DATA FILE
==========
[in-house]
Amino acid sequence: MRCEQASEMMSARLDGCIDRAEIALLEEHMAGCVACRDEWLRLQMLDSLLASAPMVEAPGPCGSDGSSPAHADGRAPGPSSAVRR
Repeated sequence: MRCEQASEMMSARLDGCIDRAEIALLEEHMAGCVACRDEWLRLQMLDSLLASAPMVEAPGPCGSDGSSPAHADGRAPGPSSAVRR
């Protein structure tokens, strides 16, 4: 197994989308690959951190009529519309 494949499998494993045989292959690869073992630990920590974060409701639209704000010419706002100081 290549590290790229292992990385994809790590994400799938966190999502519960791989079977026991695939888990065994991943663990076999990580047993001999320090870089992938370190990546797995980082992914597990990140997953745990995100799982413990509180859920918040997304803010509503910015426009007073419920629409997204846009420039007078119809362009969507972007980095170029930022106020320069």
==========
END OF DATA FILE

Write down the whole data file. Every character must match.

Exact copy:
[in-house]
Amino acid sequence: MRCEQASEMMSARLDGCIDRAEIALLEEHMAGCVACRDEWLRLQMLDSLLASAPMVEAPGPCGSDGSSPAHADGRAPGPSSAVRR
Repeated sequence: MRCEQASEMMSARLDGCIDRAEIALLEEHMAGCVACRDEWLRLQMLDSLLASAPMVEAPGPCGSDGSSPAHADGRAPGPSSAVRR
């Protein structure tokens, strides 16, 4: 197994989308690959951190009529519309 494949499998494993045989292959690869073992630990920590974060409701639209704000010419706002100081 290549590290790229292992990385994809790590994400799938966190999502519960791989079977026991695939888990065994991943663990076999990580047993001999320090870089992938370190990546797995980082992914597990990140997953745990995100799982413990509180859920918040997304803010509503910015426009007073419920629409997204846009420039007078119809362009969507972007980095170029930022106020320069």